In it, but not of it. TPM DC
The main reason for that, according to the report, is that the Obama administration could likely use alternative funding sources -- aside from the discretionary spending that stops with a shutdown -- to fund things like the law's premium tax credits for people purchasing health coverage starting Oct. 1.
The White House has a variety of alternative sources -- leftover money from the last fiscal year, the mandatory public health funding created by the law, among others -- to draw from in the event of a shutdown. In fact, according to the CRS report, the administration is already using some of them because Congress hasn't appropriated discretionary funding for ACA implementation this year. So that will simply continue.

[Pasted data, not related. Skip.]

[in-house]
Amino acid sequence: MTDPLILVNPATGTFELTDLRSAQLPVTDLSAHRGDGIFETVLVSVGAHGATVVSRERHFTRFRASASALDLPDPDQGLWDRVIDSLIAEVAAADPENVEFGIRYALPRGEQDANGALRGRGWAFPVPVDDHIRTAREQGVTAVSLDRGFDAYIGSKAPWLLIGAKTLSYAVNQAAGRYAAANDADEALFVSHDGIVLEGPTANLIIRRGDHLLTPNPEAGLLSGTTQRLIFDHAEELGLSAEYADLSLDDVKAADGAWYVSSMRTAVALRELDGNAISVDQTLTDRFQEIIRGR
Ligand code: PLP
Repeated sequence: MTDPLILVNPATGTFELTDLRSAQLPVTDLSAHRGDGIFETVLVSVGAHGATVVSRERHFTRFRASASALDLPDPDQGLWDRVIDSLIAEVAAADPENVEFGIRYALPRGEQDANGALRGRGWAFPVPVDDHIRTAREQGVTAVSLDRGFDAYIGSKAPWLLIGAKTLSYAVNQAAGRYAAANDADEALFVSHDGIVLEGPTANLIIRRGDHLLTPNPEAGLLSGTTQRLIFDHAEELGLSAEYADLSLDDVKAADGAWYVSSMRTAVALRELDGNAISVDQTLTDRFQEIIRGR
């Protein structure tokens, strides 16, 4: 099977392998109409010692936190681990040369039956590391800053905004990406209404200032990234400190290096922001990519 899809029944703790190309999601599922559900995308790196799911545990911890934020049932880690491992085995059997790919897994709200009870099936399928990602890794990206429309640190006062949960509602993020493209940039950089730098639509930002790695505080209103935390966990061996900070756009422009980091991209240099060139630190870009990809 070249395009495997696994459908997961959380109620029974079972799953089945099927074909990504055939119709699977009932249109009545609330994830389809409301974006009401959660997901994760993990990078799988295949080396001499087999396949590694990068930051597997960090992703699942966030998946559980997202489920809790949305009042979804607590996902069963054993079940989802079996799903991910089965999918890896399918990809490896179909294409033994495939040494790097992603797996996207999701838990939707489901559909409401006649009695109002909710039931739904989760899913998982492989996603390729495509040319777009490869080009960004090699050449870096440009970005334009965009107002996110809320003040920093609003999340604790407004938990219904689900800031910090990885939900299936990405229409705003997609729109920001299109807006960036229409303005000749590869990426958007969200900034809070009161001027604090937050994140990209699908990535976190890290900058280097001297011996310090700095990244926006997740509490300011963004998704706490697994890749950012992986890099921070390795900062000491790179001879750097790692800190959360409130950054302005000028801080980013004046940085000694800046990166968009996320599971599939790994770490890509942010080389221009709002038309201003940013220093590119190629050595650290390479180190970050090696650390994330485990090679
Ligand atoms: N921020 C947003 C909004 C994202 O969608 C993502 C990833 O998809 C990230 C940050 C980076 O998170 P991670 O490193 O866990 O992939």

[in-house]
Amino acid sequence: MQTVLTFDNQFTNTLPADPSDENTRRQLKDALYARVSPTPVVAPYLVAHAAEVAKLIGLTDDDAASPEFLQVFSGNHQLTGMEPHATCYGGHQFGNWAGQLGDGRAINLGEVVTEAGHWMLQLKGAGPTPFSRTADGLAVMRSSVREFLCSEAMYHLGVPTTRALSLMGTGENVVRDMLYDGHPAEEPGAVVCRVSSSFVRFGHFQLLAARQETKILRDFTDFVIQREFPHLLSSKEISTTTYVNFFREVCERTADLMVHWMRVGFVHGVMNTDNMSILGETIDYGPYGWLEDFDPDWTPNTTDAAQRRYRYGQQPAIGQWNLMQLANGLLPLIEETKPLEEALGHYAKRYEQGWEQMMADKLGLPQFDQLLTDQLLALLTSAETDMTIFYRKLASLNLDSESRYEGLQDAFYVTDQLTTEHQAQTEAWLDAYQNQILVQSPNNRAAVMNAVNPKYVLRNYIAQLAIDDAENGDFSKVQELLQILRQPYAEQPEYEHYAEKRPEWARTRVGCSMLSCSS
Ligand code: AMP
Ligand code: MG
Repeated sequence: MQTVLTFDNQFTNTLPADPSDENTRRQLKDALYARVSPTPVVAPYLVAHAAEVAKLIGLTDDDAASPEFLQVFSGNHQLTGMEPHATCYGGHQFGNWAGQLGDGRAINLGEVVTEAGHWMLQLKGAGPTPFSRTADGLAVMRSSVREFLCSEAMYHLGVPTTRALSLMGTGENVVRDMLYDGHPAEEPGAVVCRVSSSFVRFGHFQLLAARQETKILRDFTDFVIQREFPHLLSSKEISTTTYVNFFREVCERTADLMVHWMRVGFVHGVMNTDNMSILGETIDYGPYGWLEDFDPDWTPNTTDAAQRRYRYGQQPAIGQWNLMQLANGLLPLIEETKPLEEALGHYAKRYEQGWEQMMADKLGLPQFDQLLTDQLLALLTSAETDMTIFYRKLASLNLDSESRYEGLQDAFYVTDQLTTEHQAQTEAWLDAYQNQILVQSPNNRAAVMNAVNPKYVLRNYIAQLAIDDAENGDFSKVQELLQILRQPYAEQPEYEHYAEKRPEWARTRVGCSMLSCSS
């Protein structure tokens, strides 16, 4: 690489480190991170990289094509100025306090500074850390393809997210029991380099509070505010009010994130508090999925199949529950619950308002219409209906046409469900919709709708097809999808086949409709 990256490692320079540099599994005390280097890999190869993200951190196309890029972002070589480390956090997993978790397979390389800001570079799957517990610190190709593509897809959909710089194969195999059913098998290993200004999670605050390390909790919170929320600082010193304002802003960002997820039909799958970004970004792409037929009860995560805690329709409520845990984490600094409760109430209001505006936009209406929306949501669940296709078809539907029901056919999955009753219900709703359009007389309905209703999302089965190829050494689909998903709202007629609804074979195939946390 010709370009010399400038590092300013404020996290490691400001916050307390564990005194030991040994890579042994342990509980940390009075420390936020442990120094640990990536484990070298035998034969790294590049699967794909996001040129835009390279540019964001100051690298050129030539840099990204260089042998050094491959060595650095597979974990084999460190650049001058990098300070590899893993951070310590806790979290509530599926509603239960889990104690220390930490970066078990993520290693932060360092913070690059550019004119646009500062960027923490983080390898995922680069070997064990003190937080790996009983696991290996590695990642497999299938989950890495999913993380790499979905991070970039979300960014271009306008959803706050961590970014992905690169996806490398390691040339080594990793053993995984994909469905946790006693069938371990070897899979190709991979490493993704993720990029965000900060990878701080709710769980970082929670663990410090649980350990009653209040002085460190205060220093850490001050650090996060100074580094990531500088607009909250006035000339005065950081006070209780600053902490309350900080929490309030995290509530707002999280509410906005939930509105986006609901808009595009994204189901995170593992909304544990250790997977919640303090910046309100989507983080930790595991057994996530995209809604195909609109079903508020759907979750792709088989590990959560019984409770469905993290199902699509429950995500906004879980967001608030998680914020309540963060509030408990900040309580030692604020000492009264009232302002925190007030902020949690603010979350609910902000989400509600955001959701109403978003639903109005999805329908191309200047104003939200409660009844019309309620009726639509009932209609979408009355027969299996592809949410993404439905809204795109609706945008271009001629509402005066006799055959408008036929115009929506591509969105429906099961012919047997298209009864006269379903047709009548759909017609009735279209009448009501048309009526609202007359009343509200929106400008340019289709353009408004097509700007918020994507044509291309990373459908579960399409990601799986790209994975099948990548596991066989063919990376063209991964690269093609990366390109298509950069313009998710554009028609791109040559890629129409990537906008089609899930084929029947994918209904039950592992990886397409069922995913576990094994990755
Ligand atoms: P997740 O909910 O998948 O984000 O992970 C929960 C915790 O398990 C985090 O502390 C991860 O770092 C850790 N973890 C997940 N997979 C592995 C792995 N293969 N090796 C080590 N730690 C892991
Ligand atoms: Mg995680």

"It seems likely that the administration will continue to rely on alternative sources of funding to support ACA implementation activities," the CRS wrote.
The House will vote Friday on a government spending bill that defunds Obamacare. They want to permanently strip funding for the law. But Senate Majority Leader Harry Reid (D-NV) has already said the bill is "dead" in his chamber, and the White House has threatened to veto it. So the House GOP's end goal almost certainly isn't attainable.
The House bill does, however, increase the likelihood of a shutdown if congressional Republicans refuse to cave by the end of the month. But even if they take this fight to that extreme, they won't stop funding for the president's health care reform law, according to the CRS.
The report is below.